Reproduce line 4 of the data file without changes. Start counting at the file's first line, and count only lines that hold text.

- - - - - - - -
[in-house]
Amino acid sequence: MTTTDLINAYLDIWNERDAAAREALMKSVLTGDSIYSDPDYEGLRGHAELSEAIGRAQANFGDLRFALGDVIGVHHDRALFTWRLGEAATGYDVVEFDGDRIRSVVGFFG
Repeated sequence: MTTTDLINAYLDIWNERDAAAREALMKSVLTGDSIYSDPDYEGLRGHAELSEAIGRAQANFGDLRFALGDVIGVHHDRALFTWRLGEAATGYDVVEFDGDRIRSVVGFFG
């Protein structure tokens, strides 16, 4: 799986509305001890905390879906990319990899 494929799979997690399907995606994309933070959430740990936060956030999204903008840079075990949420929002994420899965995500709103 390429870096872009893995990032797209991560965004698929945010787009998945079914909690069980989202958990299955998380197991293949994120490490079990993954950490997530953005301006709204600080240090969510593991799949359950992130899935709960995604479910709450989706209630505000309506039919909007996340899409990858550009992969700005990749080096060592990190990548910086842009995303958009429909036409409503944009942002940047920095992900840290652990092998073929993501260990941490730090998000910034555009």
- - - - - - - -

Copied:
């Protein structure tokens, strides 16, 4: 799986509305001890905390879906990319990899 494929799979997690399907995606994309933070959430740990936060956030999204903008840079075990949420929002994420899965995500709103 390429870096872009893995990032797209991560965004698929945010787009998945079914909690069980989202958990299955998380197991293949994120490490079990993954950490997530953005301006709204600080240090969510593991799949359950992130899935709960995604479910709450989706209630505000309506039919909007996340899409990858550009992969700005990749080096060592990190990548910086842009995303958009429909036409409503944009942002940047920095992900840290652990092998073929993501260990941490730090998000910034555009």